The first two games of this World Series could have gone either way and did. CC Sabathia allowed just two runs in seven innings in Game One, but Cliff Lee allowed just one unearned run in nine as the Phillies cruised to a 1-0 lead. Pedro Martinez was sharp in Game Two, striking out eight in six innings while allowing just three runs, but A.J. Burnett was better, striking out nine and allowing just one run in seven, setting up a six-out save by Mariano Rivera which tied the series at 1-1.
The conventional wisdom is that when the road team splits the first two games of a best-of-seven series, they’ve succeeded in making it a best-of-five series in which they have the majority of the home games. That’s true, to a point, but it overlooks the sizeable advantages the Yankees retain in this series. To begin with, they still have home field advantage for what are likely to be the two most important games of the Series, Games Six and Seven, both of which will find at least one team a win away from the championship. The Yankees also have the edge in at least three of the remaining pitching matchups, including tonight’s and tomorrow’s.
Yesterday, Phillies manager Charlie Manuel announced that Joe Blanton, not Cliff Lee, would start Sunday’s Game Four. Lee will only have had three-days’ rest heading into Sunday, and he’s never started on short rest in his major league career. He also threw 122 pitches in his Game One shutout. Thus, Blanton, which gives the Yankees a sizeable advantage as Joe Girardi announced today that he will indeed start CC Sabathia on short rest in Game Four. Pitching on three-days’ rest in Game Four of the ALCS, Sabathia held the Angels to one run (on a solo homer) in eight innings. Sabathia also dominated in three consecutive short-rest starts for the Brewers as the 2008 season drew to a close (0.83 ERA, 0.88 WHIP, 21 K, 4 BB, 0 HR in 21 2/3 IP). Until he was bested by Lee in Game One, the Yankees had won all three of Sabathia’s starts this postseason, and with Blanton opposing him in Game Four, the Yankees have to be heavily favored in that game as well.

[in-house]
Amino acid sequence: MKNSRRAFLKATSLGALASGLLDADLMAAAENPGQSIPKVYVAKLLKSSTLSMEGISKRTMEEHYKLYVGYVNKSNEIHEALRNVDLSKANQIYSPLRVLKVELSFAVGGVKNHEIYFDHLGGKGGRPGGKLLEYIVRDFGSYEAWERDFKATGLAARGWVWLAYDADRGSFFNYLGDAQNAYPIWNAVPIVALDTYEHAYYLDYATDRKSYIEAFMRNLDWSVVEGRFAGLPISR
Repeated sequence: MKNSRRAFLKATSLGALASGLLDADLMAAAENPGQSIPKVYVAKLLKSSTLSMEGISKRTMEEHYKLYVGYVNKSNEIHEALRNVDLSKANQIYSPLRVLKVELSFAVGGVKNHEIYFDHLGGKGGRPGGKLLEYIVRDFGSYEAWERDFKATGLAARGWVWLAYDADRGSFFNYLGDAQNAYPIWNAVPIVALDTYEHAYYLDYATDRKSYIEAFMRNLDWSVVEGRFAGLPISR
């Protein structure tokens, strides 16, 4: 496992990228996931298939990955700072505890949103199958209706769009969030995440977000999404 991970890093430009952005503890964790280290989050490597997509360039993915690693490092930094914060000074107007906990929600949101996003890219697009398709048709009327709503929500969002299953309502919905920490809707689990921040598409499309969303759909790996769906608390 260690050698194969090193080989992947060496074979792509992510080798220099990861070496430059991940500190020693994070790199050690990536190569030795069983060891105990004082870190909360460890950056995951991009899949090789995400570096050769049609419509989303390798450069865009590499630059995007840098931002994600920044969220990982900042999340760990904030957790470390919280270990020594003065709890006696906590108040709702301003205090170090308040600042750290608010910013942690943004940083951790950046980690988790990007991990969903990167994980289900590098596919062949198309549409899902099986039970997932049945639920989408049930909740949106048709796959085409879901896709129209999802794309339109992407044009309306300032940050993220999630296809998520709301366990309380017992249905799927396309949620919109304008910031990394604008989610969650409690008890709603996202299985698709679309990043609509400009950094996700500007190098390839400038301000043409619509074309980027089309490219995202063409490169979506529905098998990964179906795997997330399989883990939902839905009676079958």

Entering the Series, when it seemed that Manuel would start Lee on short rest, tonight’s game looked like most favorable pitching matchup for the Yankees. Cole Hamels pitched the Phillies to the title last year, but this postseason he’s been just shy of awful, posting a 6.75 ERA while allowing six home runs in just 14 2/3 innings over three starts (that’s 3.7 HR/9). That bad run actually extends back through Hamels’ last three starts of the regular season, giving him a 6.89 ERA and 1.50 WHIP over his last six starts.
The Phillies have actually won two of Hamels three postseason starts, both against the Dodgers, but did so by scoring a combined 18 runs. That doesn’t seem likely to happen tonight as Andy Pettitte has been his usual reliable self. Pettitte has lasted 6 1/3 innings in all three of his starts this postseason, walked just one man in each, and only once allowed as many as three runs. In fact, Pettitte’s last six postseason starts dating back to the 2005 NLCS have been quality starts (2.15 ERA, 4.0 K/BB), and in his last 13 postseason starts, including all of the 2003 playoffs and World Series, he’s posted a 2.64 ERA and turned in 11 quality starts. In his one regular season start against the Phillies this year, Pettitte gave up four runs in seven innings, but three of those runs scored on a home run by John Mayberry Jr., who isn’t even on the Phillies’ World Series roster.
Hamels is starting at home, where he his ERA was nearly a run and a quarter lower than his road mark this year, but Pettitte was significantly better on the road and has allowed just one earned run in 12 career innings at Citizens Bank Park. This matchup clearly favors the Yankees, and it will be on the offense and the bullpen to cash in these next two games, especially with the dominant Lee starting on full rest in Game Five (likely against A.J. Burnett on short rest).
Judging by the starting pitching matchups alone, this Series should return to the Bronx with the Yankees leading 3-2 and should find Sabathia, pitching on short rest for the second time in a row, lined up to face Hamels in a Game Seven matchup that also heavily favors the Yankees.
The only catch is the weather. If any of these games is rained out (and there’s a 70 percent chance of rain tonight, though the teams believe they’re going to get the game in), it could wipe out the Yankees’ hopes of starting Sabathia twice more and could line up his then-only-remaining start with Lee’s on Monday, thus making CC a near non-factor rather than the expected difference maker. If that happens, it will make taking advantage of something like tonight’s Pettitte-Hamels pairing all the more crucial to the Yankees’ success in this series.
Nick Swisher returns to the Yankee lineup tonight. He’s never faced Hamels before. Hideki Matsui rides pine due to the lack of DH at the National League Park. Expect a pinch-hitting appearance from Matsui in the late innings, but don’t expect to see him in the field unless there’s a substitution crunch (the Yankees have Gardner, Hinske, and Hairston who can go out to the field before Matsui would have to), particularly on a wet field. The Phillies’ lineup is standard.